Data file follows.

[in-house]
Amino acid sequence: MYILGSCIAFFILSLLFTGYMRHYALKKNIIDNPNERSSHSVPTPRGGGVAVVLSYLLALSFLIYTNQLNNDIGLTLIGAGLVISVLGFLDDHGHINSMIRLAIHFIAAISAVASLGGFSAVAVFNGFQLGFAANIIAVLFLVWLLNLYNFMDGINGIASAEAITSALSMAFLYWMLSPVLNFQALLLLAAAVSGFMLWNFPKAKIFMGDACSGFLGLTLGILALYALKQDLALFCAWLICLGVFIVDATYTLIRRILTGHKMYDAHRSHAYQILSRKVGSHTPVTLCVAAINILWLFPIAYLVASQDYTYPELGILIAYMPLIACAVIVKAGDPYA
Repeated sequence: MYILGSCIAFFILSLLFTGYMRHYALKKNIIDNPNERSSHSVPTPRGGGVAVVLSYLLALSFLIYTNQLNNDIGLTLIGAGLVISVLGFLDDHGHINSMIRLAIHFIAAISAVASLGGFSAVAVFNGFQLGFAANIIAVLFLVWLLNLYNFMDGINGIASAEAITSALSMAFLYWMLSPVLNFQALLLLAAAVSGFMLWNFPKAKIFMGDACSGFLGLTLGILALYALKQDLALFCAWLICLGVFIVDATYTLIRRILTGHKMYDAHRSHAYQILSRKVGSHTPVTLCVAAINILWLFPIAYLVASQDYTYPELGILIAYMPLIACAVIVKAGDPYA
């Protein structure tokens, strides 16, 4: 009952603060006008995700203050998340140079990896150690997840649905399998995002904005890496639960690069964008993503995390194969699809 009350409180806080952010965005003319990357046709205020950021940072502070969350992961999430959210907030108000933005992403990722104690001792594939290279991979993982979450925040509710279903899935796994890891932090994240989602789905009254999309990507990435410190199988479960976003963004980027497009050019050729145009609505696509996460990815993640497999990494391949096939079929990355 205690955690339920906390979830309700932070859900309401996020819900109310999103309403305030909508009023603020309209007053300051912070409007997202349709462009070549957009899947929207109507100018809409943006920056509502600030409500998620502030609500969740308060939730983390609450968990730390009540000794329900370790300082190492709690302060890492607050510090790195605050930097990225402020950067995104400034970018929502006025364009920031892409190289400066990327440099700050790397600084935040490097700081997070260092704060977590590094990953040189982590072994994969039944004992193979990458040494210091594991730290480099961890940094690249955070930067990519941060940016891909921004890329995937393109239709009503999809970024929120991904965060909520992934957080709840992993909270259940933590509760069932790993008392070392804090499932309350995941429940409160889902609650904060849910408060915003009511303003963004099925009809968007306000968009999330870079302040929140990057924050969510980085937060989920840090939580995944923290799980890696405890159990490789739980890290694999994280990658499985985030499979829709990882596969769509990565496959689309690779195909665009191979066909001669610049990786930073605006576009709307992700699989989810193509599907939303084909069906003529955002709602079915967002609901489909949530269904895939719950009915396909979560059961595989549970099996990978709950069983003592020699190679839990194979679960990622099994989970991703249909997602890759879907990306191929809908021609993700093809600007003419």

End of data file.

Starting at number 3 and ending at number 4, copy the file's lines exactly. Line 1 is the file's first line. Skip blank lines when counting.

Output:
Repeated sequence: MYILGSCIAFFILSLLFTGYMRHYALKKNIIDNPNERSSHSVPTPRGGGVAVVLSYLLALSFLIYTNQLNNDIGLTLIGAGLVISVLGFLDDHGHINSMIRLAIHFIAAISAVASLGGFSAVAVFNGFQLGFAANIIAVLFLVWLLNLYNFMDGINGIASAEAITSALSMAFLYWMLSPVLNFQALLLLAAAVSGFMLWNFPKAKIFMGDACSGFLGLTLGILALYALKQDLALFCAWLICLGVFIVDATYTLIRRILTGHKMYDAHRSHAYQILSRKVGSHTPVTLCVAAINILWLFPIAYLVASQDYTYPELGILIAYMPLIACAVIVKAGDPYA
């Protein structure tokens, strides 16, 4: 009952603060006008995700203050998340140079990896150690997840649905399998995002904005890496639960690069964008993503995390194969699809 009350409180806080952010965005003319990357046709205020950021940072502070969350992961999430959210907030108000933005992403990722104690001792594939290279991979993982979450925040509710279903899935796994890891932090994240989602789905009254999309990507990435410190199988479960976003963004980027497009050019050729145009609505696509996460990815993640497999990494391949096939079929990355 205690955690339920906390979830309700932070859900309401996020819900109310999103309403305030909508009023603020309209007053300051912070409007997202349709462009070549957009899947929207109507100018809409943006920056509502600030409500998620502030609500969740308060939730983390609450968990730390009540000794329900370790300082190492709690302060890492607050510090790195605050930097990225402020950067995104400034970018929502006025364009920031892409190289400066990327440099700050790397600084935040490097700081997070260092704060977590590094990953040189982590072994994969039944004992193979990458040494210091594991730290480099961890940094690249955070930067990519941060940016891909921004890329995937393109239709009503999809970024929120991904965060909520992934957080709840992993909270259940933590509760069932790993008392070392804090499932309350995941429940409160889902609650904060849910408060915003009511303003963004099925009809968007306000968009999330870079302040929140990057924050969510980085937060989920840090939580995944923290799980890696405890159990490789739980890290694999994280990658499985985030499979829709990882596969769509990565496959689309690779195909665009191979066909001669610049990786930073605006576009709307992700699989989810193509599907939303084909069906003529955002709602079915967002609901489909949530269904895939719950009915396909979560059961595989549970099996990978709950069983003592020699190679839990194979679960990622099994989970991703249909997602890759879907990306191929809908021609993700093809600007003419």